Yesterday afternoon, I walked with my toddler and four-year-old son to the school. We walked in single file in the deliciously cool shadows of some cypress trees. My toddler was asleep in the buggy, fiercely clutching a dandelion clock, the spoils from an earlier battle with her brother. My son was wearing his beloved blue snowboots, from which he won’t be parted, in spite of the heat.
‘Children get very tired walking”, he said. “Bumblebees get tired too, don’t they?”
I passed him his new red water bottle. He drank with both hands clasped seriously around the bottle, his eyes closed, and although we were late for school, everything was absolutely perfect.
Perfect, that is, until the driver of a massive fuck-off Eddie Stobart Heavy Goods Vehicle – which was already driving too close to the kerb – beeped his horn TWICE, long and hard.
“Nigel, mate”, he shouted, waving to a guy on the other side of the street.
He beeped it again, this time for longer. The ground vibrated. Shock waves circled the village. A woman drew back her curtains, probably thinking it was Jesus, bombing down to earth, blowing a big End-Times trumpet. Or, a bunch of archangels going apeshit. The toddler woke, dropped her dandelion clock, started screaming. My son was even crosser than me.
“Keep it down you … YOU”, he shouted. “You … WINKIEHEAD”.
Now I love all my children equally. But at that moment, my son was nothing less than a hero. Of course, I wasn’t best pleased with his use of the term ‘winkiehead’ so close to the school, and where he got it from is a total mystery. I also believe that the collective noun for people who use their horn with no consideration for other people, and in ways that don’t adhere to Rule 92 of The Highway Code, is, technically, KNOBHEADS. But this is nit-picking.
So, in honour of my small, supremely cross superhero, here is a list of total winkieheads I prepared earlier:
- Taxi drivers: taxi drivers often beep the horn to let you know they’ve arrived. They are so committed to keeping a line of communication open with their customers that within minutes of arriving at your house, they will have beeped the horn three of four times, maybe more. This is particularly the case if they are early; in fact, the earlier they are, the more they beep. Once, I was unable to make it to the front door to acknowledge the beeping because, frankly, I was in the middle of pushing a gargantuan tampon into my vagina, and although there was a good five minutes left to go before my scheduled pick-up time, the driver drove away. But who can blame him? Can a taxi driver really be expected to conquer his crippling fear of doorbells, or risk entering an atmosphere not yet purified by the scent of Magic Tree, just because some flake is doing last-minute gynae shit?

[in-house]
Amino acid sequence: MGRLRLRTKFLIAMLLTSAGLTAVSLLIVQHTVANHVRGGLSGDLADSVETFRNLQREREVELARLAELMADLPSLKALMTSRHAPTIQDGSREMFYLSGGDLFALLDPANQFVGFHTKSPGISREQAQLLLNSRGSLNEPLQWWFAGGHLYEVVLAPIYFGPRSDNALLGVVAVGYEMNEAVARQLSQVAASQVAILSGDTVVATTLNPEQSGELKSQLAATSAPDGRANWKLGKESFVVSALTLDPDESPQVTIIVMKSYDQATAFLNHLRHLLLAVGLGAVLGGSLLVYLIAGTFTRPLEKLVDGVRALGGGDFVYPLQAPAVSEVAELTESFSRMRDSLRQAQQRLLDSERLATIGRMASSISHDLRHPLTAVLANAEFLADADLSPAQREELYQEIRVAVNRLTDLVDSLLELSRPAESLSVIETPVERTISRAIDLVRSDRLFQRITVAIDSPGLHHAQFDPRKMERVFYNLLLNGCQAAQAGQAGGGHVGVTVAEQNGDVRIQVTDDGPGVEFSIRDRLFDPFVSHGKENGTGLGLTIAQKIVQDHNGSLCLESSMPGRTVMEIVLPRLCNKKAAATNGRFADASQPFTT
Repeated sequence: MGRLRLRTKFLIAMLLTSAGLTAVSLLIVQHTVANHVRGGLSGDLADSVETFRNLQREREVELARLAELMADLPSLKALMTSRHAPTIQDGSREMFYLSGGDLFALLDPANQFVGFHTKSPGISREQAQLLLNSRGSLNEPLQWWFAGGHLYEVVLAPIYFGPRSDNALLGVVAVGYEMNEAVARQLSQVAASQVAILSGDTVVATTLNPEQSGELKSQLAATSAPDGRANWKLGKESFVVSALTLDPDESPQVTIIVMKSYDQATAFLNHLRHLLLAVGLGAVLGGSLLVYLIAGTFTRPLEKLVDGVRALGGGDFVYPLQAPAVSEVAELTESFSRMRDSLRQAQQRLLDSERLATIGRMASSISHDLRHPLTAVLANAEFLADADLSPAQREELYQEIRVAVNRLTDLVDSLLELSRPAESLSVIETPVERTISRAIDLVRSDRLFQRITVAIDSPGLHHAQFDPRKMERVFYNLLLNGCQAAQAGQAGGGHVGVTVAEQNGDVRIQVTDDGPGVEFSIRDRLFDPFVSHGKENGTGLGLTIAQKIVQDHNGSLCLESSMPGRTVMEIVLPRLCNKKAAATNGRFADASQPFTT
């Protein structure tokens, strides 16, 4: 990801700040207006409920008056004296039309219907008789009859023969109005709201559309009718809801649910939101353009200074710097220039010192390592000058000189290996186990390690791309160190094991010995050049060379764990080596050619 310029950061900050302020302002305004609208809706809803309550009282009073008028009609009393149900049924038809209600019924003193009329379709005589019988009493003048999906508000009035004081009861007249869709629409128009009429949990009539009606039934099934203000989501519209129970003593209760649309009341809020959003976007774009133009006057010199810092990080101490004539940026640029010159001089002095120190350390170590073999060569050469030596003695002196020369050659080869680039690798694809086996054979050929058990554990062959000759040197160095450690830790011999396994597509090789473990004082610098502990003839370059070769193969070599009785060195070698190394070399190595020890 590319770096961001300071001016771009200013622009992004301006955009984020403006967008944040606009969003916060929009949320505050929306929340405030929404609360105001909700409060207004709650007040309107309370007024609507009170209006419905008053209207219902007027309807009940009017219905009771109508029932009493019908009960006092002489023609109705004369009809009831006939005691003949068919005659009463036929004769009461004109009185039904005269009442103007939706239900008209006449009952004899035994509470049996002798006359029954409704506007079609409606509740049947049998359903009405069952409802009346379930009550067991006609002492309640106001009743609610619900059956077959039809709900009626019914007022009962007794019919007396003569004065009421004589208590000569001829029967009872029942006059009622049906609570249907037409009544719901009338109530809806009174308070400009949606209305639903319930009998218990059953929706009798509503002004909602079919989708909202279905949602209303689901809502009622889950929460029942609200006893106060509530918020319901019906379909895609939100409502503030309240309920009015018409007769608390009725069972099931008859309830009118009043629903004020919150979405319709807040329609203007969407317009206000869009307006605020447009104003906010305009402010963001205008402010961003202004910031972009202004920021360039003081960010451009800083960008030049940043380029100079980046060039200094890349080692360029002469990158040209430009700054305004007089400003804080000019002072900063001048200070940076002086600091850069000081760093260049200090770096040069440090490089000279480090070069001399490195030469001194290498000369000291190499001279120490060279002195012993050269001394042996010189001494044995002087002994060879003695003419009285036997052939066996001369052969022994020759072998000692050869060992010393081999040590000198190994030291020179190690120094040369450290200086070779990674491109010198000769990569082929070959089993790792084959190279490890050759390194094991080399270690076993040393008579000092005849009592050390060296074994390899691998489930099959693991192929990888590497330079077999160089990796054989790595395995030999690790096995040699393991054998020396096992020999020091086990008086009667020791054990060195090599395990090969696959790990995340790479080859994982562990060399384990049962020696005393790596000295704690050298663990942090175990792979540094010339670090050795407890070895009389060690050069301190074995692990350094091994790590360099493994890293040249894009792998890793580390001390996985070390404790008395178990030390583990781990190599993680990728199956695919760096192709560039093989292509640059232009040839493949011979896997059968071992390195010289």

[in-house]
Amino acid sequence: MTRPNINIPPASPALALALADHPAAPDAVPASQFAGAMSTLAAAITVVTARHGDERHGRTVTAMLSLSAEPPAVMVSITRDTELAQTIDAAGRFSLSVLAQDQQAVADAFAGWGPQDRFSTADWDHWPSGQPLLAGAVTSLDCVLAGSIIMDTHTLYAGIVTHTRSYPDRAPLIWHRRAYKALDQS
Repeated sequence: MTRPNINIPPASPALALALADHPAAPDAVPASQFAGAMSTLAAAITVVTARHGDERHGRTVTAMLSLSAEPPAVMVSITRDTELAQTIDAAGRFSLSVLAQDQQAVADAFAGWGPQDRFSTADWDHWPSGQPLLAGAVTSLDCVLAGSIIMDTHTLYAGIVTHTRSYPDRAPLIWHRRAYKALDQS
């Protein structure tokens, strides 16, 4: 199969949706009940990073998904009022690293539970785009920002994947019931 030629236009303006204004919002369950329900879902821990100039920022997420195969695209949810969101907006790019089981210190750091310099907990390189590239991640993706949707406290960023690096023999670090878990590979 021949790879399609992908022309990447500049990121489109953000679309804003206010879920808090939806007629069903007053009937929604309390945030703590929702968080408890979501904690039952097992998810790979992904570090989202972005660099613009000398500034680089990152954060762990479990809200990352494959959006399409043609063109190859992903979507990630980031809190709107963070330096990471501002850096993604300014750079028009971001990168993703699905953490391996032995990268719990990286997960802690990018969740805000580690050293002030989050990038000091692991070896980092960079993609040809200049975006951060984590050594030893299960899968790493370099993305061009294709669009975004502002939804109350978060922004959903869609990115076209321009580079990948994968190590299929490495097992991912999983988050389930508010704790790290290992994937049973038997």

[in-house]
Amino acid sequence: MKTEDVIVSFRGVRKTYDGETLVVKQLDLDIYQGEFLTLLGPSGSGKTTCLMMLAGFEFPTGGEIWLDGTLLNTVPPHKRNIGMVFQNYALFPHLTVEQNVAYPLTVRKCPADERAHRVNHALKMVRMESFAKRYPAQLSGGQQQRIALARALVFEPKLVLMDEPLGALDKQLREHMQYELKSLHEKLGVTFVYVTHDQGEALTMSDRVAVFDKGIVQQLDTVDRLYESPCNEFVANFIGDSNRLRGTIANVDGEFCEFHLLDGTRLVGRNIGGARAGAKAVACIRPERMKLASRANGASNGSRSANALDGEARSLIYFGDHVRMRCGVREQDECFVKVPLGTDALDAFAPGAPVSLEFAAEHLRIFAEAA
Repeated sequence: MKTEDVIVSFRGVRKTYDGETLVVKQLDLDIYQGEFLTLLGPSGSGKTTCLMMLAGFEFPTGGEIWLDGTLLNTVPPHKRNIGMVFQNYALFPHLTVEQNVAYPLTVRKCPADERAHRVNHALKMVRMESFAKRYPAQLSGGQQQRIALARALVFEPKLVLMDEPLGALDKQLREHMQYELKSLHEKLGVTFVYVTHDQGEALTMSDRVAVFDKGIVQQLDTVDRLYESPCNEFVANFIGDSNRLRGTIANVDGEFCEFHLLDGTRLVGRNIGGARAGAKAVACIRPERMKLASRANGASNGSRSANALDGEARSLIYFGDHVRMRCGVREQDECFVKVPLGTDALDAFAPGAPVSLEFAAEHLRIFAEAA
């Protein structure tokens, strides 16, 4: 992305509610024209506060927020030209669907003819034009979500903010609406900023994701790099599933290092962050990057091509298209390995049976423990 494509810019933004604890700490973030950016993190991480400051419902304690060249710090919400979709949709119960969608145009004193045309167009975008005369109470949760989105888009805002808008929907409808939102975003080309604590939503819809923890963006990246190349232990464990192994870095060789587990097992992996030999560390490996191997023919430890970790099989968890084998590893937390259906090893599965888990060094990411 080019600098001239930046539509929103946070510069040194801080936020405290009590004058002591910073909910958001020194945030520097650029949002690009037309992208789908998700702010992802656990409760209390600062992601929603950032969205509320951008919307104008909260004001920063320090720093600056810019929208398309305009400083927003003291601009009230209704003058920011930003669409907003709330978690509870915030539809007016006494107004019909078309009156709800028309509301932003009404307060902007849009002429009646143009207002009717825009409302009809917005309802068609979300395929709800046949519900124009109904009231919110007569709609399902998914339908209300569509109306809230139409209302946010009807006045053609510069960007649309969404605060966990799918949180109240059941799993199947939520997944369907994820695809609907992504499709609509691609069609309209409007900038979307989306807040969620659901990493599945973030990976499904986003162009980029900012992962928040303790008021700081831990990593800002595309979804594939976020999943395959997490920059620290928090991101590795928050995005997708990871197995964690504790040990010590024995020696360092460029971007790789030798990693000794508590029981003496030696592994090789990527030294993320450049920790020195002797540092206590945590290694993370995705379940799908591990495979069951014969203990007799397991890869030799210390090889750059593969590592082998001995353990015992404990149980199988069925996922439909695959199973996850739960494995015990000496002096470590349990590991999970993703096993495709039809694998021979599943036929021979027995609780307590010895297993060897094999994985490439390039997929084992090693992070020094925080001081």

- Middle-management men from the banking or financial sectors: this group typically drives BMW Series 3 cars, or Audis (those cars with the LED day-lights and the cock-rings). These men believe that the one sextillionth of a second after the red light changes to amber is precisely the right time to beep the horn. But again, who can blame them. Right? After all, they are in a dreadful rush: quite unimaginable to the rest of us. In fact, anyone who thinks that a toddler wresting herself out of a child-seat, and/or climbing over the front seats towards the steering wheel, is good enough reason to proceed with caution at the traffic lights is a shilly-shallying over-sensitive chicken-shit loser who will never make it in the REAL world. And last but not least (no, definitely not LEAST), many men from the financial sector are also afflicted by large burdensome penises that do not easily fit into the confines of a normal cockpit, which means that they must either arrange matters so that a) their appendages rest on the gas pedal, as often happens, or b) on the horn.
- HGV or white van drivers who recognize a mate called Nigel on the pavement and think it entirely appropriate to beep the horn to say hello, in spite of the fact that the afore-mentioned Nigel may be a matter of yards away from someone fitted with a pacemaker, a baby asleep in a pram, a shift worker asleep in their house, an elderly person of a nervous disposition, or a psychotic whose violent episodes are triggered by external auditory cues (it happens, OK!), not forgetting all other road users who will now spend the rest of their day wondering whether they have an urgent problem with their cars, or their driving …
WINKIEHEADS? KNOBHEADS? YOU DECIDE.